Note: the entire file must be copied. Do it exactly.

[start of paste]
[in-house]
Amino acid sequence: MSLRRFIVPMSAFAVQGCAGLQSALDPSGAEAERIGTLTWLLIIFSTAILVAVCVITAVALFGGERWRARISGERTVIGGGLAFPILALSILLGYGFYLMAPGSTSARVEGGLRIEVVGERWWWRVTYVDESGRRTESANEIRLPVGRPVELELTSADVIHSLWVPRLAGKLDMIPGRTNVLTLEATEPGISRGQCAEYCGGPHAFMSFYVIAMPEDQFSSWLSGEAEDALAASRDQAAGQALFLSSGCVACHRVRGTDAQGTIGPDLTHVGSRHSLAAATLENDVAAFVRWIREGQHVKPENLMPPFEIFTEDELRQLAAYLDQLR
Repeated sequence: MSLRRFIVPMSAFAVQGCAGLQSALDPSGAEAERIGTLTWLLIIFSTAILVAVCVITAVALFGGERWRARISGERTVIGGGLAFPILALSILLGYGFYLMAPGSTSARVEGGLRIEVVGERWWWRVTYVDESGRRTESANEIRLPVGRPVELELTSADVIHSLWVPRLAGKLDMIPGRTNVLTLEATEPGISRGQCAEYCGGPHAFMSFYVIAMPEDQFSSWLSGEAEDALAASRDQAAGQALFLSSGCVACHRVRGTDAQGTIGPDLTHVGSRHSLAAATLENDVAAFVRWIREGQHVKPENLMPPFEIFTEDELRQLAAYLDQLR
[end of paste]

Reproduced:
[in-house]
Amino acid sequence: MSLRRFIVPMSAFAVQGCAGLQSALDPSGAEAERIGTLTWLLIIFSTAILVAVCVITAVALFGGERWRARISGERTVIGGGLAFPILALSILLGYGFYLMAPGSTSARVEGGLRIEVVGERWWWRVTYVDESGRRTESANEIRLPVGRPVELELTSADVIHSLWVPRLAGKLDMIPGRTNVLTLEATEPGISRGQCAEYCGGPHAFMSFYVIAMPEDQFSSWLSGEAEDALAASRDQAAGQALFLSSGCVACHRVRGTDAQGTIGPDLTHVGSRHSLAAATLENDVAAFVRWIREGQHVKPENLMPPFEIFTEDELRQLAAYLDQLR
Repeated sequence: MSLRRFIVPMSAFAVQGCAGLQSALDPSGAEAERIGTLTWLLIIFSTAILVAVCVITAVALFGGERWRARISGERTVIGGGLAFPILALSILLGYGFYLMAPGSTSARVEGGLRIEVVGERWWWRVTYVDESGRRTESANEIRLPVGRPVELELTSADVIHSLWVPRLAGKLDMIPGRTNVLTLEATEPGISRGQCAEYCGGPHAFMSFYVIAMPEDQFSSWLSGEAEDALAASRDQAAGQALFLSSGCVACHRVRGTDAQGTIGPDLTHVGSRHSLAAATLENDVAAFVRWIREGQHVKPENLMPPFEIFTEDELRQLAAYLDQLR